People often ask about the origins of what has become known as “Common Craft Style” and what inspired us to use paper cut-outs, hands and a whiteboard. The truth is, it was a solution to a problem.
I had been experimenting with drawing on a whiteboard in live action videos and found it frustrating. I felt like such a dork trying to draw and look at the camera at the same time. It felt forced. Sachi, always the problem solver and adult in the room, suggested our current format. She had seen me reach for paper and use drawings when trying to explain something and saw the format as a natural extension of that tendency.
Many years later, here we are. The original format of that first video, RSS in Plain English, is still very close to the videos we make today.
As it turns out, our videos use the same principles of some of the very first animations. They are live action recordings, with stop motion and other visual effects that create animations. I was amazed to see the video below, which was recorded in 1900, 111 years ago:
American animation owes its beginnings to J. Stuart Blackton, a British filmmaker who created the first animated film in America. Before creating cartoons, Blackton was a vaudeville performer known as "The Komikal Kartoonist." In his act, he drew "lightning sketches" or high-speed drawings. In 1895, he met Thomas Edison. Can you guess what this meeting with the famous inventor inspired him to do?
There is amazingly little difference between the animation above and what we do at Common Craft. It's a simple process of holding the camera still and changing what appears on a frame-by-frame basis.
For another example, consider Terry Gilliam’s work on Monty Python, which doesn't use video, but photos. He was the creator of the colorful animations that became one of the most memorable parts of the show. Here’s a video of him talking about his process in 1974 (via CartoonBrew).
Again, it’s very close to our process. It’s just stop-motion with cut-outs. Take a look at the example of his storyboards from the video above:
We start each project with “thumbnail storyboards” that look like this:
Here’s his lighting a set-up
His hand moving the cut-outs...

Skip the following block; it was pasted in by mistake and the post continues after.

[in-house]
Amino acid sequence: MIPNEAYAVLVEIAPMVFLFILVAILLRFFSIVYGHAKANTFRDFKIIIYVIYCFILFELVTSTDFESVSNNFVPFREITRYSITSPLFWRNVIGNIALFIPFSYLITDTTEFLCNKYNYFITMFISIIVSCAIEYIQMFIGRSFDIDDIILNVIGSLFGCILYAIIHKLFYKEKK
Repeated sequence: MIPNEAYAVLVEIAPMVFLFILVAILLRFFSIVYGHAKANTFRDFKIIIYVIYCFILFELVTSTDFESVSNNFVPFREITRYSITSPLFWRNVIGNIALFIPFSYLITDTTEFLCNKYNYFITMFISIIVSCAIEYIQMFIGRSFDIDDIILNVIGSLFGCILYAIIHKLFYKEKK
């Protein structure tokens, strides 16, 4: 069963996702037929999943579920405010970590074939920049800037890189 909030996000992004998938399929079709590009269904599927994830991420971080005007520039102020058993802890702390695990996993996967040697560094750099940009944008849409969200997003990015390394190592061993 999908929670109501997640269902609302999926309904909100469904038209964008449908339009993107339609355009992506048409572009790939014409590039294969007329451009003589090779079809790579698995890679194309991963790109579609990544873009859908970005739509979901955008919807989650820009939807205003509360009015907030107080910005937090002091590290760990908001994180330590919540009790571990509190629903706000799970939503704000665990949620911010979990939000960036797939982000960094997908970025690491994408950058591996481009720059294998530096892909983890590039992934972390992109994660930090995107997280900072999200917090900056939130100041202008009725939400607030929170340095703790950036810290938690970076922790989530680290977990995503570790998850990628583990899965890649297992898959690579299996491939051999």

So what we do has roots that go back to the very beginning. While these examples came to us recently and were not a part of our early process, I think it’s fascinating that the simple idea of live action animation has changed so little over the years.
We recently worked with with Buck Institute for Education on a video about Project Based Learning and at the end of the project, they had a request we hadn't received before. They wanted the paper cut-outs that appeared in the video. We were happy to oblige and recently Alfred, our contact at BIE, sent over these photos.
How cool is that? We're so honored that they would display the artwork in their office.
As so many of you know, Social Media and especially sites like Facebook and Twitter are changing the way that organizations think about external communication. Our goal with this video was to help organizations see how the environment is changing and highlight what they can do to be a productive part of it. This video uses an example that highlights a reaction to a crisis, but the message is meant to be applicable to any situation.
Like all Common Craft videos, this video was produced with educators and influencers in mind. It can be licensed for educational and corporate use.
BitTorrent, which offers a faster way to download files from the Internet, has had a serious explanation problem. It’s one of the most used and least understood products on the Web. After working with BitTorrent on a video, it’s easy to see why this is the case - the inner-workings of BitTorrent are complex. It exists in a world that defies comparison. Millions of users know it works exceptionally well, but explaining why and how it works is another story.
This video was a challenge and we were lucky to have the time and attention of Brett Nishi, Product Director at BitTorrent, who served as our guide. It was a joy to work with Brett and we’re really excited to see how they’ve put the video to work on their website.
I don't know about you, but in the past I've taken passwords for granted. These days though, I'm very careful with my passwords because I know the risks and what lengths criminals will go to discover someone's password. This video is about understanding the risks, creating a password that can't be guessed and protecting it from criminals and wandering eyes.
This video will soon be part of our Net Safety Pack, which is meant for helping students of all types understand the risks and make decisions that will protect them and their information online.
Aimed at younger or inexperienced web users, this video helps explain the long-term risks of sharing inappropriate photos, videos and stories on the Web. We've seen the stories and heard personal accounts about people who shared an inappropriate photo that eventually caused them to lose their job or miss an opportunity. Preventing this kind of problem can come from increased awareness about how the Web works and what it means to share something with the public. This video is about taking responsibility and making choices to protect reputations.